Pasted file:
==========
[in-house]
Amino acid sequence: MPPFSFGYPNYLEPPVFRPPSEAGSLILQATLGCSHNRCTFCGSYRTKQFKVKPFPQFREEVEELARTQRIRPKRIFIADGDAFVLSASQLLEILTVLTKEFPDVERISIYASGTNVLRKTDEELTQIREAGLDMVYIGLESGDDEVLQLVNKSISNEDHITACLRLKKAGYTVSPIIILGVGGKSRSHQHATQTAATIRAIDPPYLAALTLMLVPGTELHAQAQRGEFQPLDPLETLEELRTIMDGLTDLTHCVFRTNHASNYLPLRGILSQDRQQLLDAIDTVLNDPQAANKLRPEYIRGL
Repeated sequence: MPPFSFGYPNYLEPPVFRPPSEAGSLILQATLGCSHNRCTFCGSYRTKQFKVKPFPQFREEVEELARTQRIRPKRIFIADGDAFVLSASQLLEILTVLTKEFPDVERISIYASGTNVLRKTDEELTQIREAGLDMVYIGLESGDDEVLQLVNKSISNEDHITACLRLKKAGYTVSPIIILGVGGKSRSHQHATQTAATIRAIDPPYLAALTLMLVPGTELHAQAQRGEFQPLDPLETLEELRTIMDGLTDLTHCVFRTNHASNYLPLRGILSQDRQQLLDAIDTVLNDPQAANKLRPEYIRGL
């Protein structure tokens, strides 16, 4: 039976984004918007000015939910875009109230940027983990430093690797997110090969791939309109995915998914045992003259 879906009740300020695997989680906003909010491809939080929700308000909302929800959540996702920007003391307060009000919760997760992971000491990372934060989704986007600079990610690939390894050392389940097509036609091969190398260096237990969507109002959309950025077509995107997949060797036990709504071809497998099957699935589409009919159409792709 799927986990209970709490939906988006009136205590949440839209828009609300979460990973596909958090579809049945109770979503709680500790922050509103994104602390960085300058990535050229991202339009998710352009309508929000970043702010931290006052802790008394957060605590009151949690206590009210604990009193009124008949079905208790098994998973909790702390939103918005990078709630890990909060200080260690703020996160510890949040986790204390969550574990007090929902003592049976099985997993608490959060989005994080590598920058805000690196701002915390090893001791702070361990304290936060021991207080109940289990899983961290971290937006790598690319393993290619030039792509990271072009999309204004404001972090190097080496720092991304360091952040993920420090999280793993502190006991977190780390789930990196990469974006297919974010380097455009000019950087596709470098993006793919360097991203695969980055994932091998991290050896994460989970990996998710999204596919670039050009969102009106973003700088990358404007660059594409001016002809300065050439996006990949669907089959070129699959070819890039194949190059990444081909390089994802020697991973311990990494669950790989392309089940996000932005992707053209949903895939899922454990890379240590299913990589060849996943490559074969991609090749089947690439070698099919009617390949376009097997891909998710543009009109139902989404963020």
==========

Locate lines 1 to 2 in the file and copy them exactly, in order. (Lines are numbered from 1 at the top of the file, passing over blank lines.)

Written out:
[in-house]
Amino acid sequence: MPPFSFGYPNYLEPPVFRPPSEAGSLILQATLGCSHNRCTFCGSYRTKQFKVKPFPQFREEVEELARTQRIRPKRIFIADGDAFVLSASQLLEILTVLTKEFPDVERISIYASGTNVLRKTDEELTQIREAGLDMVYIGLESGDDEVLQLVNKSISNEDHITACLRLKKAGYTVSPIIILGVGGKSRSHQHATQTAATIRAIDPPYLAALTLMLVPGTELHAQAQRGEFQPLDPLETLEELRTIMDGLTDLTHCVFRTNHASNYLPLRGILSQDRQQLLDAIDTVLNDPQAANKLRPEYIRGL